HomeStandard PeopleWhither Zimdancehall?

Whither Zimdancehall?

Last year, the name Danso Dict briefly hogged the limelight, within Zimdancehall circles as a snippet video of him singing Kasong Kemagaro (a song about bums) circulated like wildfire on the internet.

By Kennedy Nyavaya

People from different walks of life shared varying sentiments over the obscene song, which the teenager had recorded at Chillspot Records and the outcome has not been desirable.

If music was a mere lyrical rhyming contest, the boy’s significance would have been guaranteed, but the fundamental aspect of content has been his biggest undoing.

But then again, such crude lyrics appear to be the new wave among a new crop of artistes within the ZimDancehall movement, which is a locally bastardised version of the Jamaican dancehall music genre.

Unlike almost a decade ago when it started gaining traction among the millennial demographic, who had largely been hooked on urban grooves, Zimdancehall has fast digressed from being about amplifying the struggle and aspirations of ghetto youths.

It appears all that is left now among the majority of the new crop of chanters are high-sounding vulgarities about drug abuse, violence and self-praise among a whole lot of sleazy chants.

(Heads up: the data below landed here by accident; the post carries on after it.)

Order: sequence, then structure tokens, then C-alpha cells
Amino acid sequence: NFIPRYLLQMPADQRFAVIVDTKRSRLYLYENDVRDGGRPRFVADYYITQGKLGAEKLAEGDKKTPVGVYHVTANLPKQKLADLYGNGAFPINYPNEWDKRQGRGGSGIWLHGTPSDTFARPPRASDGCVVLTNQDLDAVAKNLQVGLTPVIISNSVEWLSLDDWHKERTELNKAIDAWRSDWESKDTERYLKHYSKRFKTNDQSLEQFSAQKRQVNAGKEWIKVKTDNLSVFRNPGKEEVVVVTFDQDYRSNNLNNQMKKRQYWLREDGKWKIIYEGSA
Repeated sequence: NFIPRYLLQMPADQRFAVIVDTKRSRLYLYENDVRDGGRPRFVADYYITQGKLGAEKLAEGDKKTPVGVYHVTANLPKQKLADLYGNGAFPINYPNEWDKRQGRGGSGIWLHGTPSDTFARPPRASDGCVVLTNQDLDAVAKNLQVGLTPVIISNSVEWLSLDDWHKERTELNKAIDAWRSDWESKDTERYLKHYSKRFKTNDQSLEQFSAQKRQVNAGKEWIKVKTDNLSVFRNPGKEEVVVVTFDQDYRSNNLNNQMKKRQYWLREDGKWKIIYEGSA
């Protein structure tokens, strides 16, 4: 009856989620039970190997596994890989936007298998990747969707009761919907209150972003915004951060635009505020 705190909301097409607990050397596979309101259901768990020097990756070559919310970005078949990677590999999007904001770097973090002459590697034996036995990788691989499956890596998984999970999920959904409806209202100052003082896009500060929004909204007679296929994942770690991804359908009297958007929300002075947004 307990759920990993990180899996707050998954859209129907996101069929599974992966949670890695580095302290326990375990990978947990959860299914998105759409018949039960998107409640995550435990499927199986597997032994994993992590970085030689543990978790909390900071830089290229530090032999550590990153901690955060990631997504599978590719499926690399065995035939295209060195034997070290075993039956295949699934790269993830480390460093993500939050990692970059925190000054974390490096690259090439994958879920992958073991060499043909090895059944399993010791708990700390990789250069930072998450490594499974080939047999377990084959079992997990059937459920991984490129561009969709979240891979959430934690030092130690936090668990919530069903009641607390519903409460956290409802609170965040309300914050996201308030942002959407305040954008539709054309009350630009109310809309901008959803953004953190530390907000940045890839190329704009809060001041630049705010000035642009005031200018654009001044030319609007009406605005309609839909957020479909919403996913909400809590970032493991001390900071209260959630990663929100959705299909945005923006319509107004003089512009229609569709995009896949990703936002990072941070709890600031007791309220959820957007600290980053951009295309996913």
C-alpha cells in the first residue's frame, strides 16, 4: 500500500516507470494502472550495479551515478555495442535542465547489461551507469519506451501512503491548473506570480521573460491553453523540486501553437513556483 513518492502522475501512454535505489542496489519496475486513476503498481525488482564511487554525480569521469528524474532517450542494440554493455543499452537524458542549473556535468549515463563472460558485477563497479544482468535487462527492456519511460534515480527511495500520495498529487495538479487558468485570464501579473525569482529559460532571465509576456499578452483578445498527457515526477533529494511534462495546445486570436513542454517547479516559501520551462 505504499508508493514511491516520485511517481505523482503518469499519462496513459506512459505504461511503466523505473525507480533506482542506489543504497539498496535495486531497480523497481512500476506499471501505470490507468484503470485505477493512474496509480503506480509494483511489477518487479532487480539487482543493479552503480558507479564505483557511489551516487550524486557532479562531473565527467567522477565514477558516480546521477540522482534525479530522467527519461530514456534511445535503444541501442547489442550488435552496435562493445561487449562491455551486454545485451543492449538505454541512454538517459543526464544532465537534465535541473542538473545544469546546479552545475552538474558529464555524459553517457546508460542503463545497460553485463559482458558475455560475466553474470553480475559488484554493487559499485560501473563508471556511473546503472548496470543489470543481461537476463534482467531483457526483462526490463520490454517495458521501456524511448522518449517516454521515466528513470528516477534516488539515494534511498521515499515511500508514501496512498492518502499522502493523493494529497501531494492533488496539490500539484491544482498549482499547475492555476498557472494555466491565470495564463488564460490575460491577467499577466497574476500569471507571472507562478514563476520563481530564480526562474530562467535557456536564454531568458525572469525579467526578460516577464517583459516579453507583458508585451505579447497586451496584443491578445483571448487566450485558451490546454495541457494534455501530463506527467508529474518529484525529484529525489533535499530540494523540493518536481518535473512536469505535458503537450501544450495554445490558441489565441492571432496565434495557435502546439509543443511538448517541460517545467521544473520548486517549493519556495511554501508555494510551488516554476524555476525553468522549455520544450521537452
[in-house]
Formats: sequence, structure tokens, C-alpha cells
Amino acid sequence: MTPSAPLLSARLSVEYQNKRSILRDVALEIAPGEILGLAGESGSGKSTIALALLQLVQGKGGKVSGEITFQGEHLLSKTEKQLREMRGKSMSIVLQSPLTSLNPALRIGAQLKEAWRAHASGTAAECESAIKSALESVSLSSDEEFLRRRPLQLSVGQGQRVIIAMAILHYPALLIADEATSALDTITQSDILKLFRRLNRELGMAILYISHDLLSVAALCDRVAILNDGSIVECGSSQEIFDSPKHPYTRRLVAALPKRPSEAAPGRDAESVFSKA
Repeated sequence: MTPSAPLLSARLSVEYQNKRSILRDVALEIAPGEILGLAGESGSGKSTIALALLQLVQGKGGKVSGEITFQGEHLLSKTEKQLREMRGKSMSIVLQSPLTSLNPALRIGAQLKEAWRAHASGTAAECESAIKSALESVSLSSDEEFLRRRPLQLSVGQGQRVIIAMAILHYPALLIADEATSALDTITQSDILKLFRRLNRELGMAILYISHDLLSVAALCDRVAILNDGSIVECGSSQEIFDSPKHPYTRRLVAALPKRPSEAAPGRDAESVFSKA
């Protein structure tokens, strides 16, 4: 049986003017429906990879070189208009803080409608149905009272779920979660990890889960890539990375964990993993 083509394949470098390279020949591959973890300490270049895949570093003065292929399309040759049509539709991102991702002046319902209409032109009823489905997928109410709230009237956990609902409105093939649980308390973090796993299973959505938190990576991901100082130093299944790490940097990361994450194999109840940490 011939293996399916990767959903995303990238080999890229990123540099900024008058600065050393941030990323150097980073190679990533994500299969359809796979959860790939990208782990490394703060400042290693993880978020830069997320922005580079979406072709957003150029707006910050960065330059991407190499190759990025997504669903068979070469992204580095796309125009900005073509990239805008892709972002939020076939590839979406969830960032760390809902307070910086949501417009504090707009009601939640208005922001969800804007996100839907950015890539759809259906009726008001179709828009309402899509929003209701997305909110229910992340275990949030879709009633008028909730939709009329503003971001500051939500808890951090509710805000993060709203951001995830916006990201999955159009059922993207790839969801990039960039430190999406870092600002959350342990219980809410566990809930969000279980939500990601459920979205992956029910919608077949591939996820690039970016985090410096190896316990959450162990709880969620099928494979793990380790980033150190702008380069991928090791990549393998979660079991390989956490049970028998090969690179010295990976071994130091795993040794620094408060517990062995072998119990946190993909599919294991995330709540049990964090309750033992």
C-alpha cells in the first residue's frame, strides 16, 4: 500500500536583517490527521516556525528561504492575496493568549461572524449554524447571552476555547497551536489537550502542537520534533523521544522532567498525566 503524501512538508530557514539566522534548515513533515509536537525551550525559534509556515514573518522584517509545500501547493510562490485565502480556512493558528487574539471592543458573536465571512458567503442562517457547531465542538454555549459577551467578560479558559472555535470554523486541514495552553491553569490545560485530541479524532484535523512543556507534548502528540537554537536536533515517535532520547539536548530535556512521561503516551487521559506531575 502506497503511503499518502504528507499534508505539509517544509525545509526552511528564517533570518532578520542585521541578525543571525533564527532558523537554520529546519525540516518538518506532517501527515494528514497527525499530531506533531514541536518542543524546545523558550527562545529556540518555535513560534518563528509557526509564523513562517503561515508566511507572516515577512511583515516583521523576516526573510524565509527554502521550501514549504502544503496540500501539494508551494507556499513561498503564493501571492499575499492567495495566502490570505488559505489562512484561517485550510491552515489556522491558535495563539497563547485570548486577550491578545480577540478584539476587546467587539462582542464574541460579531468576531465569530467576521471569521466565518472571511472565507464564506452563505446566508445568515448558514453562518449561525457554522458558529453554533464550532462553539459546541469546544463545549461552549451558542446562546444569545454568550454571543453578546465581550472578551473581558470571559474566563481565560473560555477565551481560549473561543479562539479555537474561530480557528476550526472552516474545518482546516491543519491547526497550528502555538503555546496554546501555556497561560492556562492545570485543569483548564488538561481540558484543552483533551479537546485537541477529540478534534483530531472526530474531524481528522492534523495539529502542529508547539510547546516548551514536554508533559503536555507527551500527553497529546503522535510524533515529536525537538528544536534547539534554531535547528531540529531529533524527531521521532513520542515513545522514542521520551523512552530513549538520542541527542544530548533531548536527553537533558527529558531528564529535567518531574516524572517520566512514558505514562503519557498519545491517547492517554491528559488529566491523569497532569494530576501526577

“This is why you see that upcoming artistes only have one hit song, then the fame fades away because of immoral lyrical content,” says Ricky Fire, who believes redundancy and gloating have overtaken inspirational music.

But, ironically, Ricky Fire is no saint in the same field as some of his music is testimony to it, he told The Standard Style that there was need for unity.

“There is too much violence in Zimdancehall. We can no longer do the shows we used to do years ago where every artiste would go and perform leaving the venue happy as well as the fans satisfied,” he said.

True to his sentiments, there is animosity at live shows where the crowds throw objects at artistes they dislike when performing but the root cause, according to the the Kumba Kunouya Kuno singer, is hate music among chanters, which they can fix if willing.

“Artistes should have unity and one love where we can join forces and sit down to talk about the way forward because we have the power to stop violence and when we unite as fans we will do the same,” he said.

The new phenomenon is a far cry from just a few years ago where Zimdancehall had outgrown the tag of just being a youth movement with older generations starting to warm up to the likes of Winky D, Tocky Vibes and Killer T, among others.

However, even they have had to separate themselves from the other bunch by shunning popular riddims (a beat that usually accommodates a group of singers) and opting for their own specific productions, in some instances, as is Tocky Vibes’ case, change their sound completely.

This lack of originality has thrust the popular urban sound into uncertainty and if nothing is done, it could sink into oblivion sooner rather than later.